Random Thoughts on Getting Started with Story: Princess Story Ideas Number Two

Real royals can be more exciting than fictional ones! If you want to write a story about a princess or a queen and are stuck for ideas, why not look to history for a true-to-life story? You can dramatise these real events in a fictional narrative or use them to get ideas for your own story plot.

In my book ‘It’s True! Women Were Warriors’ I wrote short biographies of many scheming empresses and warrior queens. For example:

In tenth-century Britain, Aethelflaed was daughter to the king of one province and wife to the king of another. After her husband’s death she ruled the province of Mercia alone, fighting the Viking invaders. According to one story, she defeated the Vikings by boiling ale and water in cauldrons and pouring it over the walls to scald the attackers. When the Vikings dressed in protective animal hides, she loosed all the bees of the kingdom and drove the invaders from town.

Nearly 2000 years ago, the Trung sisters, daughters of a powerful lord in what is now Vietnam, drove their Chinese overlords out of the country by leading an army of 80 000 warriors led by 36 female generals. One of the sisters, Trung Trac, single-handedly hunted and killed a rogue tiger that had been killing villagers.

Seventeenth-century African Queen Nzinga of Angola, wasn’t going to let the European invaders take over her country. When she visited the Portuguese governor to discover he had taken the only chair in the room, forcing everyone else to stand, she simply ordered a servant to kneel and sat on him! For the next 18 years she continued to fight the Portuguese with an army of women, attempting to stop them forcing her people into slavery.

These are just a few of the brave and adventurous queens and princesses from the pages of history. My book is a starting point for ideas but you will find many more in the library, encyclopedias and on the internet.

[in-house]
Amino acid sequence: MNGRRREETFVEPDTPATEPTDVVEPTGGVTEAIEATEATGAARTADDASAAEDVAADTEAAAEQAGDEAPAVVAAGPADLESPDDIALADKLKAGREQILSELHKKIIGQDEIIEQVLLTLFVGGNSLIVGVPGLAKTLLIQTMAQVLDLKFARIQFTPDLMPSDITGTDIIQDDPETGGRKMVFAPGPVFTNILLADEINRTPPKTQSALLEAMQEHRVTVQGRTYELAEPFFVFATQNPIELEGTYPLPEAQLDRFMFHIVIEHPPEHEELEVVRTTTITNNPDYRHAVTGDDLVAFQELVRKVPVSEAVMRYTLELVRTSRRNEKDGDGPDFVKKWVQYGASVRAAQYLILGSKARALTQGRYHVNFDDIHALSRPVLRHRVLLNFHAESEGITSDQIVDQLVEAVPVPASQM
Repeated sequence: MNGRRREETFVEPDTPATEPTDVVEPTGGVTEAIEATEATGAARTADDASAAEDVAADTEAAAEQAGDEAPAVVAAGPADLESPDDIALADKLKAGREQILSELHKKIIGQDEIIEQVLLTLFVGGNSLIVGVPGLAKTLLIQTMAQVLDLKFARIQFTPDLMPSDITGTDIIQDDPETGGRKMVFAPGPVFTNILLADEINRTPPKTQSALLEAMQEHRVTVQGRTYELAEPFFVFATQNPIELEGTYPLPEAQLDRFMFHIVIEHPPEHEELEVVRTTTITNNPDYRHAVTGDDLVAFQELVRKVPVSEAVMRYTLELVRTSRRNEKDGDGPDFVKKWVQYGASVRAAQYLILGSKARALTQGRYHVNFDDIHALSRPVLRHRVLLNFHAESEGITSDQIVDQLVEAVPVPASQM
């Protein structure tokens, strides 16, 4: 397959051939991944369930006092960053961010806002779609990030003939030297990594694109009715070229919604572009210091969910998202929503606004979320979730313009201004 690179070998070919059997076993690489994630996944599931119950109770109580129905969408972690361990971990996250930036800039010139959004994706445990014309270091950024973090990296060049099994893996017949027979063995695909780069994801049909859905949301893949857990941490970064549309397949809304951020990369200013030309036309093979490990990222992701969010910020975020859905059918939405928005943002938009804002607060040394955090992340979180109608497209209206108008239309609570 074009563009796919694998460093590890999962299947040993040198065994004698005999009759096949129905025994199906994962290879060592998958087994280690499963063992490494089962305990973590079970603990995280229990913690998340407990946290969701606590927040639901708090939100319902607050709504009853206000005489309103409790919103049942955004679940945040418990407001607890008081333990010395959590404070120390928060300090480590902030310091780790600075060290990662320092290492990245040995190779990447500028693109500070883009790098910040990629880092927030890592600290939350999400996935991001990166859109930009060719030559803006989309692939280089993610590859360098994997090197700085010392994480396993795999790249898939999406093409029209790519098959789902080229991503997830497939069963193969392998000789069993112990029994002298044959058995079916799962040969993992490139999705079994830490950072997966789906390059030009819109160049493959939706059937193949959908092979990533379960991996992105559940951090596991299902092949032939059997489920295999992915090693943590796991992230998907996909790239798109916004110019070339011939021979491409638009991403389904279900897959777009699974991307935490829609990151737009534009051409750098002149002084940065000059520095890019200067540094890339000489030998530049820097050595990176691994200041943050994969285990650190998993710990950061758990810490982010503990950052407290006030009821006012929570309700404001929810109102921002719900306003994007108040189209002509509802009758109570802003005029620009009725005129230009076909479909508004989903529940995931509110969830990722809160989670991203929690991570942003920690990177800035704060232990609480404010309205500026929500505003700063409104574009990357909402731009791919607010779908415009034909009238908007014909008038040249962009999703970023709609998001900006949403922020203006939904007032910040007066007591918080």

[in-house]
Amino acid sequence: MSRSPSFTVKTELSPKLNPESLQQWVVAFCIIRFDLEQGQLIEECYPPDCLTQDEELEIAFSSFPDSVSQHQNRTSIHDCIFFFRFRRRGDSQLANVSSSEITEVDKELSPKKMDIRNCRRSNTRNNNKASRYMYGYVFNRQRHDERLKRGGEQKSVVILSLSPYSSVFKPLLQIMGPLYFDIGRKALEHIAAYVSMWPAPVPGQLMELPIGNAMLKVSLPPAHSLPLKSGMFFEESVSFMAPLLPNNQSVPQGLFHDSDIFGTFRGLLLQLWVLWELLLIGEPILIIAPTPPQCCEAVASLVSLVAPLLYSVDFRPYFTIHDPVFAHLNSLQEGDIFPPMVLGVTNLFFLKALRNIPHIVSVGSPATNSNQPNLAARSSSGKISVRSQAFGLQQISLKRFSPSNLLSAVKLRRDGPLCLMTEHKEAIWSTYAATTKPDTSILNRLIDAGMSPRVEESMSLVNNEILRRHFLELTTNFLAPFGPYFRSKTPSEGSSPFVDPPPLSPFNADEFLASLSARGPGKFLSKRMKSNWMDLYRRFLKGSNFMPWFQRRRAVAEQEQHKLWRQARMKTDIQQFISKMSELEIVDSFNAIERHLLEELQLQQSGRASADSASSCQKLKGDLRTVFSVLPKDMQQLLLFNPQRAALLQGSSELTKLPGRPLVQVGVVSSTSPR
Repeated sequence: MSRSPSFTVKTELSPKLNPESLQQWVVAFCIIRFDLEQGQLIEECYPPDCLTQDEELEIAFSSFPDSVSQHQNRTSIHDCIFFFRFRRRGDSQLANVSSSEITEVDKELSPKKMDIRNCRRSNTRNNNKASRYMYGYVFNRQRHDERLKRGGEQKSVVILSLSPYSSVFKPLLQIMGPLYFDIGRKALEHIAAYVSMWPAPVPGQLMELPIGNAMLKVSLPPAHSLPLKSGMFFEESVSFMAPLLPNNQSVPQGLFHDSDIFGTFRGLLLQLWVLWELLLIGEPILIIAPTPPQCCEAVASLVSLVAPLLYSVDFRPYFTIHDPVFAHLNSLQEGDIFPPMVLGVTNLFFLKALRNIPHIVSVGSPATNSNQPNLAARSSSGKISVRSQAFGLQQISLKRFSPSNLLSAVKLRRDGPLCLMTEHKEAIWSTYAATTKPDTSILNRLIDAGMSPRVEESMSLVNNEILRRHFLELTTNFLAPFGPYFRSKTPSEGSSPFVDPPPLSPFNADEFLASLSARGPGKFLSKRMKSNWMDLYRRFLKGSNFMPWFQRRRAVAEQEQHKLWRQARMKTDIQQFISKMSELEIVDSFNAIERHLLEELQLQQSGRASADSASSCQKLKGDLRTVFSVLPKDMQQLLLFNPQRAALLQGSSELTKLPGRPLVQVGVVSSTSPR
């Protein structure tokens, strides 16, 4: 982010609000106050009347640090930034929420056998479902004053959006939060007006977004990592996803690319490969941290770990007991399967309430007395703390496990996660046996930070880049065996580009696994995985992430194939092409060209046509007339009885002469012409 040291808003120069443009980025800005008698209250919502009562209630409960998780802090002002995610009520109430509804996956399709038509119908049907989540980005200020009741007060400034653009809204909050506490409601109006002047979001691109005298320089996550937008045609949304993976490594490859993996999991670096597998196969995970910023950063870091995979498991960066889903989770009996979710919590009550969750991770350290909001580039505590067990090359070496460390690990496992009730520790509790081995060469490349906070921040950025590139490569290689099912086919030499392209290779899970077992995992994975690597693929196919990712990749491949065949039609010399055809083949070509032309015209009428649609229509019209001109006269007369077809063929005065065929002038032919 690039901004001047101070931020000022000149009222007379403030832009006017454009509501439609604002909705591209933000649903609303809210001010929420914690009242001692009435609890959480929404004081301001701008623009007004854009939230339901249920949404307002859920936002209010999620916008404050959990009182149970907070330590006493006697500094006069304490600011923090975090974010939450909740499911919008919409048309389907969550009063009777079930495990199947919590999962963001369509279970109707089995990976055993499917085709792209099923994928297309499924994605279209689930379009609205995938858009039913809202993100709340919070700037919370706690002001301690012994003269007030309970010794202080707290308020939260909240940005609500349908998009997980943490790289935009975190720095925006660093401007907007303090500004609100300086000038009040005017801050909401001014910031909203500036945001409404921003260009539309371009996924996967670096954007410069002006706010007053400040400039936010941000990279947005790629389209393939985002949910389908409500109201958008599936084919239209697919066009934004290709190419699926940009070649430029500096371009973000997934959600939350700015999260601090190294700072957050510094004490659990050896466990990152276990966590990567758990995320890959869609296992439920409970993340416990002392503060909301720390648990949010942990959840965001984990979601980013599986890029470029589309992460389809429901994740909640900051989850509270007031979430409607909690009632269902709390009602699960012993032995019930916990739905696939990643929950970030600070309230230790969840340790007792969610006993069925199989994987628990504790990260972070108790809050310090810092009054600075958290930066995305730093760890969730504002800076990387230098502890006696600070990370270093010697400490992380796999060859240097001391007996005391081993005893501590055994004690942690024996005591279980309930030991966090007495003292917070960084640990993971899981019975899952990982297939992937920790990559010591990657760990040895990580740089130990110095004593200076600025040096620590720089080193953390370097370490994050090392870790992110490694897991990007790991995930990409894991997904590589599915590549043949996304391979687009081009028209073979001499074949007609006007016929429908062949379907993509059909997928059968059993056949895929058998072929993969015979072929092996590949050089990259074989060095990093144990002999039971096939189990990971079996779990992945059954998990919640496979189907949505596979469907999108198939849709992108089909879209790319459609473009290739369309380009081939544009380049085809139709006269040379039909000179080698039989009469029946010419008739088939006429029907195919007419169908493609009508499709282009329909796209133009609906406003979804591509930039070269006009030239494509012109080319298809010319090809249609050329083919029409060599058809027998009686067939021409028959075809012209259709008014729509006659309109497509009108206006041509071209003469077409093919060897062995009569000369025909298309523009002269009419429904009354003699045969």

Some more queens, empresses and princesses to research:

Boudicca of Britain

Tamara of Georgia

Cleopatra of Egypt

Eleanor of Aquitaine

Zenobia of Palmyra

Margaret of Denmark

Amina of Nigeria

Caterina Sforza of Milan

About Carol Jones

Carol Jones is the author of 'The Concubine's Child', set in 1930s Malaya and The Boy With Blue Trousers set in 1850s China and Australia. Born in Brisbane, Australia, she taught English and Drama at secondary schools before working as an editor of children's magazines. She is also the author of several young adult novels as well as children's non-fiction.
This entry was posted in Carol Jones, story ideas and tagged . Bookmark the permalink.

Leave a Reply

Fill in your details below or click an icon to log in:

WordPress.com Logo

You are commenting using your WordPress.com account. Log Out /  Change )

Google photo

You are commenting using your Google account. Log Out /  Change )

Twitter picture

You are commenting using your Twitter account. Log Out /  Change )

Facebook photo

You are commenting using your Facebook account. Log Out /  Change )

Connecting to %s